- Travellerscapes : tourism research and transnational anthropology (2004)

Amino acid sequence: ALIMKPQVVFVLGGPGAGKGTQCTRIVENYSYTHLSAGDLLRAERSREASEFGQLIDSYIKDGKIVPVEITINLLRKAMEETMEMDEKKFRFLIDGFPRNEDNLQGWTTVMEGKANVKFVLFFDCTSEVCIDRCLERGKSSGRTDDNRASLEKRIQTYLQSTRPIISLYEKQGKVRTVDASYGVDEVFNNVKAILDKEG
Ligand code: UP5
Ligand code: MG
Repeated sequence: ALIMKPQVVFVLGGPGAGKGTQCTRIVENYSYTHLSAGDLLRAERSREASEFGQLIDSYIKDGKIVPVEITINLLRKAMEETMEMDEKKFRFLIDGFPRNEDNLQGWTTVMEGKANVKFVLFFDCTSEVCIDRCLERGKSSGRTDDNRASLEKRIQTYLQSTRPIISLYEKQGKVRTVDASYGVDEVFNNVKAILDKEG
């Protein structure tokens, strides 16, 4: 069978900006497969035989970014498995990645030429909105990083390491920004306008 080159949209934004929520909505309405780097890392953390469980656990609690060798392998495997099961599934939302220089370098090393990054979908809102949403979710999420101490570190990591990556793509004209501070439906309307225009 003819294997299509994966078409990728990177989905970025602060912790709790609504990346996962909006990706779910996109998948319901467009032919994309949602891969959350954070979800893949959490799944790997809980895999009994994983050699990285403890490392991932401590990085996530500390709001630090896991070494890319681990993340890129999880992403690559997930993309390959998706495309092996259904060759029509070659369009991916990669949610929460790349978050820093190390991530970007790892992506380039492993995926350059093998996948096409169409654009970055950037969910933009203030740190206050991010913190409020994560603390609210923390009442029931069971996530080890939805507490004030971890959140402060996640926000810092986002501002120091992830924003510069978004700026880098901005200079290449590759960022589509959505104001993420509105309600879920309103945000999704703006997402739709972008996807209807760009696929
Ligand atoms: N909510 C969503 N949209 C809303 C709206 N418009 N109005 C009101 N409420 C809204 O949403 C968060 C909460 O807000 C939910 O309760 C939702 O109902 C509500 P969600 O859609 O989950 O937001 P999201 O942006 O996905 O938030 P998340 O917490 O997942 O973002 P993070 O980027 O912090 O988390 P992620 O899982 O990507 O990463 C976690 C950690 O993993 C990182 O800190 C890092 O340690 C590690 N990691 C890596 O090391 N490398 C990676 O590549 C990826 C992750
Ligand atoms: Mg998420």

- Even though tourism has been recognised as an important field for transnational research today, there are few attempts to place tourism in the context of transnational theories or to think about transnationalism from the perspective of tourists. I argue that in researching tourist practices one can add important aspects to transnational approaches. The prerequisites of mobility and interaction for example are the features chosen by backpackers to describe what their Round-The-World-Trip is about. A form of tourism is adopted, or created, that itself confronts many aspects of globalisation: First of all there is the immense dynamic that is involved. Backpackers try to cover as many places and experiences as possible, travelling at high speed. They adopt all kinds of touristic experiences ranging from beach to adventure to culture tourism. They don't focus on a specific area or country but travel the world. They cross national borders perpetually. Additionally they form a transnational network in which they interact with strangers of similar backgrounds (other backpackers, tourist professionals). This network helps them interacting with people from different backgrounds (the socalled hosts or locals). Considering my research Backpackers forge a certain identity from these transnational practices which I want to name globedentity. Globedentity expresses a type of identity construction that not only refers to the individual (I) but reflects the world (globe) in this identity. This globedentity is not fixed but is perpetually re-created and re-defined. It also embraces the increasing popular awareness of globalisation which backpackers, coming from highly educated middle class backgrounds, in particular have identified with. Due to the constant awareness of the latest global social, cultural and economic developments in these educated milieus they know exactly which tools to use to become successful parts of their societies.